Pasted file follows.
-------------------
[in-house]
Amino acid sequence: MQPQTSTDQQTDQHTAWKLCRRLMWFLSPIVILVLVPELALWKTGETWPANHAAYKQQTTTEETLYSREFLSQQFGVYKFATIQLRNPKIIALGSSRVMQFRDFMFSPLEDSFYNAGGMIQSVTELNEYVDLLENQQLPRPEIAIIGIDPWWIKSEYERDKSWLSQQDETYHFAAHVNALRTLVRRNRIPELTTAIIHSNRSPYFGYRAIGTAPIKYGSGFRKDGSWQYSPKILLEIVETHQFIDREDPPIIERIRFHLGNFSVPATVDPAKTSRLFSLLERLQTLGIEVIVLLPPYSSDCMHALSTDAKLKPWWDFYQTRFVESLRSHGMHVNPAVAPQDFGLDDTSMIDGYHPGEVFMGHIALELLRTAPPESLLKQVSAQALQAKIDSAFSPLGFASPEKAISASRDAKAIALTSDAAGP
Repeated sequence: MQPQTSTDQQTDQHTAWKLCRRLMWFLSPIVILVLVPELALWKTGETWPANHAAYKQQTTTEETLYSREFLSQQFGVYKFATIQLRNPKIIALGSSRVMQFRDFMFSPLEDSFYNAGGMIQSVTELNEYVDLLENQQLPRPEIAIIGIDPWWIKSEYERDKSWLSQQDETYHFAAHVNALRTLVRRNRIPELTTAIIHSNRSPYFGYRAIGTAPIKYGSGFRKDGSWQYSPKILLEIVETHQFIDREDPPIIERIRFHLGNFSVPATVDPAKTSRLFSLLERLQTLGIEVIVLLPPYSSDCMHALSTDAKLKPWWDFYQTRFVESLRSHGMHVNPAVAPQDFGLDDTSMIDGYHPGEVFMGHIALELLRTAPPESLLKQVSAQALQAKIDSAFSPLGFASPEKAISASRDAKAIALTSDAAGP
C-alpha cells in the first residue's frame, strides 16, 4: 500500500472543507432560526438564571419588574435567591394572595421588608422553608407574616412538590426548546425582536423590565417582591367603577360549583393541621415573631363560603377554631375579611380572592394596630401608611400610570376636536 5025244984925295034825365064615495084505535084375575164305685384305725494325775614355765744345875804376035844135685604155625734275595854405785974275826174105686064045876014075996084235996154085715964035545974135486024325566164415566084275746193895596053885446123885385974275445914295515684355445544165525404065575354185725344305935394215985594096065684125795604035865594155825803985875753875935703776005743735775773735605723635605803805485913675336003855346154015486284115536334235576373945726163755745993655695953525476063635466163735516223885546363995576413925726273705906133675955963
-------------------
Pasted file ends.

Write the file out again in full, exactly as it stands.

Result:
[in-house]
Amino acid sequence: MQPQTSTDQQTDQHTAWKLCRRLMWFLSPIVILVLVPELALWKTGETWPANHAAYKQQTTTEETLYSREFLSQQFGVYKFATIQLRNPKIIALGSSRVMQFRDFMFSPLEDSFYNAGGMIQSVTELNEYVDLLENQQLPRPEIAIIGIDPWWIKSEYERDKSWLSQQDETYHFAAHVNALRTLVRRNRIPELTTAIIHSNRSPYFGYRAIGTAPIKYGSGFRKDGSWQYSPKILLEIVETHQFIDREDPPIIERIRFHLGNFSVPATVDPAKTSRLFSLLERLQTLGIEVIVLLPPYSSDCMHALSTDAKLKPWWDFYQTRFVESLRSHGMHVNPAVAPQDFGLDDTSMIDGYHPGEVFMGHIALELLRTAPPESLLKQVSAQALQAKIDSAFSPLGFASPEKAISASRDAKAIALTSDAAGP
Repeated sequence: MQPQTSTDQQTDQHTAWKLCRRLMWFLSPIVILVLVPELALWKTGETWPANHAAYKQQTTTEETLYSREFLSQQFGVYKFATIQLRNPKIIALGSSRVMQFRDFMFSPLEDSFYNAGGMIQSVTELNEYVDLLENQQLPRPEIAIIGIDPWWIKSEYERDKSWLSQQDETYHFAAHVNALRTLVRRNRIPELTTAIIHSNRSPYFGYRAIGTAPIKYGSGFRKDGSWQYSPKILLEIVETHQFIDREDPPIIERIRFHLGNFSVPATVDPAKTSRLFSLLERLQTLGIEVIVLLPPYSSDCMHALSTDAKLKPWWDFYQTRFVESLRSHGMHVNPAVAPQDFGLDDTSMIDGYHPGEVFMGHIALELLRTAPPESLLKQVSAQALQAKIDSAFSPLGFASPEKAISASRDAKAIALTSDAAGP
C-alpha cells in the first residue's frame, strides 16, 4: 500500500472543507432560526438564571419588574435567591394572595421588608422553608407574616412538590426548546425582536423590565417582591367603577360549583393541621415573631363560603377554631375579611380572592394596630401608611400610570376636536 5025244984925295034825365064615495084505535084375575164305685384305725494325775614355765744345875804376035844135685604155625734275595854405785974275826174105686064045876014075996084235996154085715964035545974135486024325566164415566084275746193895596053885446123885385974275445914295515684355445544165525404065575354185725344305935394215985594096065684125795604035865594155825803985875753875935703776005743735775773735605723635605803805485913675336003855346154015486284115536334235576373945726163755745993655695953525476063635466163735516223885546363995576413925726273705906133675955963